Stanford Law's Deborah Rhode on Why We Cheat

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An advocate of the US law firm Hausfeld presents folders with documents of around 15,000 owners of cars from the Volkswagen group participating in a class action lawsuit filed by US law firm Hausfeld and the German internet platform myright against German car maker Volkswagen in connection with the company's emissions-cheating scandal, on November 6, 2017 in front of the district court in Braunschweig, central Germany. (Photo: Peter Steffen/AFP/Getty Images)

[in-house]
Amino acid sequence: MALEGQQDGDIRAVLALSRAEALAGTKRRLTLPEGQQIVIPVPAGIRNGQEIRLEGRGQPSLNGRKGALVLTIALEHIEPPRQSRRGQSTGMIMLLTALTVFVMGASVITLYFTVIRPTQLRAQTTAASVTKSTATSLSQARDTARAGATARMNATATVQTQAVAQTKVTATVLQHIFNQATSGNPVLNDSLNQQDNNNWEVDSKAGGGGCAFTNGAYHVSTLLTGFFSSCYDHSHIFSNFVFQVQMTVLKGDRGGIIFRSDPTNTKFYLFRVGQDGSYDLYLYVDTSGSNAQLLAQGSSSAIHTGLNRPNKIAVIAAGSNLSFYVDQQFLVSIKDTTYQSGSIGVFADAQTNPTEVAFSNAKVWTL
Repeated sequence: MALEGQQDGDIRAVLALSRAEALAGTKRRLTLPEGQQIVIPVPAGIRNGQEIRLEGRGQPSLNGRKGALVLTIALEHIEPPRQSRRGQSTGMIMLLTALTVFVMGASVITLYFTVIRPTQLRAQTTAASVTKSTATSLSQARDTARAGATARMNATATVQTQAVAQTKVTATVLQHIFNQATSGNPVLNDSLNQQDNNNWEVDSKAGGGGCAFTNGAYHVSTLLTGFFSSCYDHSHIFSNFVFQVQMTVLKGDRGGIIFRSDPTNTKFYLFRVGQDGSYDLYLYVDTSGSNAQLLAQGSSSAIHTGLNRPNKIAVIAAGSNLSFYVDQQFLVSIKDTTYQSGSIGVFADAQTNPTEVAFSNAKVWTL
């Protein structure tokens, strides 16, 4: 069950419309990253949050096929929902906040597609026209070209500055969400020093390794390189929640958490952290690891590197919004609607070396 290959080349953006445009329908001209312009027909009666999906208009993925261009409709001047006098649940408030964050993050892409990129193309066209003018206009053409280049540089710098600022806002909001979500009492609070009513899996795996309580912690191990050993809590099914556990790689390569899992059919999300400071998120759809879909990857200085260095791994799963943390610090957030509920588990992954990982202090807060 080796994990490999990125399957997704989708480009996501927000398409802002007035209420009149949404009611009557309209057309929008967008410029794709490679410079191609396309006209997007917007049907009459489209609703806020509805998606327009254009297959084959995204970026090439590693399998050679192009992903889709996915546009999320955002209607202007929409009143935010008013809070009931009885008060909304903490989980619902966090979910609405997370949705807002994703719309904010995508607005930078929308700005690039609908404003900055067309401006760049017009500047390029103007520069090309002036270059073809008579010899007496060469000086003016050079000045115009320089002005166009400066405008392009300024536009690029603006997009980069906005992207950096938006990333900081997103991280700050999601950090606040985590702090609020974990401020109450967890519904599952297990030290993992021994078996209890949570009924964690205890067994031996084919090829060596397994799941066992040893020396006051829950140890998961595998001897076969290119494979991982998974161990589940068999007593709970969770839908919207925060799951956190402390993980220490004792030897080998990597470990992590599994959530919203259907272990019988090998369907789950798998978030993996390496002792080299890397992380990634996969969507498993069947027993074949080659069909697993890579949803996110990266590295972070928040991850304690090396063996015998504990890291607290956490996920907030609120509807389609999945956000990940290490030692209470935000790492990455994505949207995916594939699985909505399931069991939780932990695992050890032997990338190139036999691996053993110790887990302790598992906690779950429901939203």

Whether it’s sports, taxes, insurance or in the workplace, cheating is estimated to cost nearly a trillion dollars annually. In her new book “Cheating,” Stanford law professor Deborah Rhode offers an overview of the ubiquitous problem, including recent newsworthy cases such as the fake accounts scandal at Wells Fargo. Rhode joins Forum to talk about everyday cheating, why and how it happens, and what we can do about it.


Deborah Rhode, professor of law, Stanford Law School; author, "Cheating: Ethics and Law in Everyday Life"